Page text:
Police officers in England and Wales must log information about all the motorists they pull over to make sure that they’re not racially profiling drivers, a new reviewed has recommended.
These reforms have been issued by Her Majesty’s Inspectorate of Constabulary (HMIC) in an attempt to ensure that drivers from minority ethnic groups are not stopped disproportionately more than white motorists.
This change to police working processes would require officers to record the vehicles that they are pulling over, in a similar manner to how they already log who they stop and search on the street. This comes following claims from the HMIC that police bosses don’t understand the impact that consistently stopping certain people can have on community relations.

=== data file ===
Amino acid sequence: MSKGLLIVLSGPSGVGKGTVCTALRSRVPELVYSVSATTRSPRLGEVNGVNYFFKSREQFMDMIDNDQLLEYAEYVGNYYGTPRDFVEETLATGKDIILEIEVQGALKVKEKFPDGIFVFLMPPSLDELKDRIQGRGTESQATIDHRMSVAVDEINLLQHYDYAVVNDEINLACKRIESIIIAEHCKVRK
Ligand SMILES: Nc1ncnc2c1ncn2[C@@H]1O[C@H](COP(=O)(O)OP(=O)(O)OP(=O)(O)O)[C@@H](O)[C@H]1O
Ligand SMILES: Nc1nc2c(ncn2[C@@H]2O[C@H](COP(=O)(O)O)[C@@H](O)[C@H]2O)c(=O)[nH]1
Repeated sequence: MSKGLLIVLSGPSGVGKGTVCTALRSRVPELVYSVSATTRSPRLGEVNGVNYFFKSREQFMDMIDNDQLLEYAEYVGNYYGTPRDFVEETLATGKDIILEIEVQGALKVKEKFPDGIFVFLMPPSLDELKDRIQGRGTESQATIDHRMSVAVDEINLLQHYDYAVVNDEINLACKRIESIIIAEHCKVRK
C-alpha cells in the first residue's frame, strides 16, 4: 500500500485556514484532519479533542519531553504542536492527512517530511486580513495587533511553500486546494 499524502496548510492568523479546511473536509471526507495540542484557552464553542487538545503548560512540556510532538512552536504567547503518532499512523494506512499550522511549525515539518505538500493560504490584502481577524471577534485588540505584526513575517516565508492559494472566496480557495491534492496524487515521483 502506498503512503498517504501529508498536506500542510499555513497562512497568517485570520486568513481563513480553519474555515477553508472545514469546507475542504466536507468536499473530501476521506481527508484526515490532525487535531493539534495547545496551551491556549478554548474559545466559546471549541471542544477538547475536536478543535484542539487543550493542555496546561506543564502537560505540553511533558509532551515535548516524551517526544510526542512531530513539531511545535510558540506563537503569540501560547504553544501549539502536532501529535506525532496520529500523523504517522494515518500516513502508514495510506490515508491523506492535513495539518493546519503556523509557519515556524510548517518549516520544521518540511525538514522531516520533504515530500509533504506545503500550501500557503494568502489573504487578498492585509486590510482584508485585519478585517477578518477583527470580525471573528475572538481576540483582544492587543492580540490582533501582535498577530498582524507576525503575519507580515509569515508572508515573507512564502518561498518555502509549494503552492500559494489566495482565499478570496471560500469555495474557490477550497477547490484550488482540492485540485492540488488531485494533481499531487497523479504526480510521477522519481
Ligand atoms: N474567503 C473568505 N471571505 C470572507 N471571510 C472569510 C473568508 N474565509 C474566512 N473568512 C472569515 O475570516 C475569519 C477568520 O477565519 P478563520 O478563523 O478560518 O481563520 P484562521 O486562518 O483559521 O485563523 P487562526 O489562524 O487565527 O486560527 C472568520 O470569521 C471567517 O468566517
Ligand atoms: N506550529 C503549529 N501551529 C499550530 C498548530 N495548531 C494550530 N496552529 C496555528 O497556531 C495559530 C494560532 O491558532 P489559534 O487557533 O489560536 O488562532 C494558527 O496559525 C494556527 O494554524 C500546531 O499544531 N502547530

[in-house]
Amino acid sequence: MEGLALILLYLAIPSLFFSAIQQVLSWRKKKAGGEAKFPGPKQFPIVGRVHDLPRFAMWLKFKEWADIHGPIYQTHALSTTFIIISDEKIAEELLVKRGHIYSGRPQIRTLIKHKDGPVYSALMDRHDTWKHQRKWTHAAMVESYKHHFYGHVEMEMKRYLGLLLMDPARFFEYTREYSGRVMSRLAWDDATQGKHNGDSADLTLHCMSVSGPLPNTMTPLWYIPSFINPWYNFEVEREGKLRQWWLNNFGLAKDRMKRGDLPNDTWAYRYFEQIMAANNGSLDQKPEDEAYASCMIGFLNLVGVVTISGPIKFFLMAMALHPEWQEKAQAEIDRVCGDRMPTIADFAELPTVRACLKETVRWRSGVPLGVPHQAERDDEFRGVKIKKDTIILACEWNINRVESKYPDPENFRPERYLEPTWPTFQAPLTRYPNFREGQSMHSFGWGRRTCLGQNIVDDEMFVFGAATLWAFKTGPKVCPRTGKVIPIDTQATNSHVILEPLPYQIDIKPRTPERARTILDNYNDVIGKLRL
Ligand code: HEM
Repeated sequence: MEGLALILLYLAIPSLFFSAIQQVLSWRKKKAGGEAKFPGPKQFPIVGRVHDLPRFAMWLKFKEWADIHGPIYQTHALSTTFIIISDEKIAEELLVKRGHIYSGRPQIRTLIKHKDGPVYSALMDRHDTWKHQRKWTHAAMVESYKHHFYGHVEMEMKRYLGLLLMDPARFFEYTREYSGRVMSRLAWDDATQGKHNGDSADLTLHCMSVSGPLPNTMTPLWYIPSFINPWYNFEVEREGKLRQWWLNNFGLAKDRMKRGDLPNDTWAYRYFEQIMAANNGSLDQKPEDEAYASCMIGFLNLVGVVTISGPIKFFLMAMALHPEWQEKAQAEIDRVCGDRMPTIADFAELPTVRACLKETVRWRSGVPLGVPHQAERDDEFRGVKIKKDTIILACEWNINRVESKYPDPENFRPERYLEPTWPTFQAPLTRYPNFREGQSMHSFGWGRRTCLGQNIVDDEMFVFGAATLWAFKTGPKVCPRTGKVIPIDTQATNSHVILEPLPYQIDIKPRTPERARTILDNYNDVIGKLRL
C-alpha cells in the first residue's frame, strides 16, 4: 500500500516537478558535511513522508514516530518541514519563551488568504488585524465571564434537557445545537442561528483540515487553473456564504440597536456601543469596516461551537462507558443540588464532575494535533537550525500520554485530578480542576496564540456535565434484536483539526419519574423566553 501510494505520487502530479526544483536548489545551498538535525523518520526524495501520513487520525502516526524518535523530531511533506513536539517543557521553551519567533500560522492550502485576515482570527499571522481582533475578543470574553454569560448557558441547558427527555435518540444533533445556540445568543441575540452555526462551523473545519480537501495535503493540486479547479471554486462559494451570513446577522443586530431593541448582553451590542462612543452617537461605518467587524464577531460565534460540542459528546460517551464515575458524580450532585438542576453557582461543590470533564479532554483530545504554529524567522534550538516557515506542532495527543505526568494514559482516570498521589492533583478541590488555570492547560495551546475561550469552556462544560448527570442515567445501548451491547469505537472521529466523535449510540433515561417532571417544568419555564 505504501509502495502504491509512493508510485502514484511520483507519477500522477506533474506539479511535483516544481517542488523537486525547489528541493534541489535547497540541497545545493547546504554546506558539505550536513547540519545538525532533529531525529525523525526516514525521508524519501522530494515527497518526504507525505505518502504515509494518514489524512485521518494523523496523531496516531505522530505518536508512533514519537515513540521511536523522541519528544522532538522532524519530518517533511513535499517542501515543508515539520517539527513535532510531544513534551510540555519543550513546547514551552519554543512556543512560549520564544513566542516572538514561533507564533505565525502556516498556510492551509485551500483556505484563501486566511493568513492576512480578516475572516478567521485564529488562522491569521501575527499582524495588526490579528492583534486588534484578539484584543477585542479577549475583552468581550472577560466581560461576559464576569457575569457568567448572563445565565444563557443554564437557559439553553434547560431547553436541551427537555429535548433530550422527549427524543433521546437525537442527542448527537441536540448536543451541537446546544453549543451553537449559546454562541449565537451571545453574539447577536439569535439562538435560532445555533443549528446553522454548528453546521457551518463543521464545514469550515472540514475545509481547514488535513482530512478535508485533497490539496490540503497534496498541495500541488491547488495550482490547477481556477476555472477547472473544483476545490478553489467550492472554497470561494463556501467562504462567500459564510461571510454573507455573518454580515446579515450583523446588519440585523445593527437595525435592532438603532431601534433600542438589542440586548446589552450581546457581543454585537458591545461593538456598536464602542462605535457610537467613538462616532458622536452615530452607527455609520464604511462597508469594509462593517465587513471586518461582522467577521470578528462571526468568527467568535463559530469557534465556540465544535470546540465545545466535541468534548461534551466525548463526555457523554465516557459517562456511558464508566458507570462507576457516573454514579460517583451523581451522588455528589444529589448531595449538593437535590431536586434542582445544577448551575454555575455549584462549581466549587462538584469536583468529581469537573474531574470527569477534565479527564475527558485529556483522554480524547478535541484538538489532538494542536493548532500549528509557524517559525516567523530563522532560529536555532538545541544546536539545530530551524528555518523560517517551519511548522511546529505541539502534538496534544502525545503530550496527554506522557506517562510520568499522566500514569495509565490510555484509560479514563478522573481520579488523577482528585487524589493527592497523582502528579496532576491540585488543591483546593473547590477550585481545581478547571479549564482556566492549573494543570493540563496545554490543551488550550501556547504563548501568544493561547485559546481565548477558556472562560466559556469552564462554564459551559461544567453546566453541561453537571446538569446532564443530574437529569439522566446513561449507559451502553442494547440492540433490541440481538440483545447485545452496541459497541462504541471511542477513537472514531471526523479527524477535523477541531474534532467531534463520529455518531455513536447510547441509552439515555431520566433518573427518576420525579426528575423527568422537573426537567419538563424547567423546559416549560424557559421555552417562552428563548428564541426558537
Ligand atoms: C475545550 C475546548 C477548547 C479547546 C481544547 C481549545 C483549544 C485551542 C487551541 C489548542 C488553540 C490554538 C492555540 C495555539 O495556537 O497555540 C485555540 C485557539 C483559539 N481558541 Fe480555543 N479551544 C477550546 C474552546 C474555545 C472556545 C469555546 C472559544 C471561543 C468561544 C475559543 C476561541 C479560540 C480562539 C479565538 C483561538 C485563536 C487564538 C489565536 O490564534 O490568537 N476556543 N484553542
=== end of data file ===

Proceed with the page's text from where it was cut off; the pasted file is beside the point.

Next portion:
This is disappointing because getting it wrong can lead to resentment, anger and, in time, a loss of trust in the police.
Inspector Stephen Otter, who fronted the research into the HMIC’s report stated: “Too many police leaders and officers still don't seem to understand the impact that the use of powers to stop and search people can have on the lives of many people, especially young people and those who are from black and minority ethnic backgrounds,” writes the BBC.
He continued: "This is disappointing because getting it wrong can lead to resentment, anger and, in time, a loss of trust in the police."
A public survey of more than 7,500 drivers found that 47 per cent of respondents had been in a vehicle that had been pulled over by the police and confirmed that more motorists from ethnic minorities were pulled over than white drivers. While eight per cent of the white respondents claimed that they had been stopped, this figure rose to around 12 per cent of those from ethnic minorities.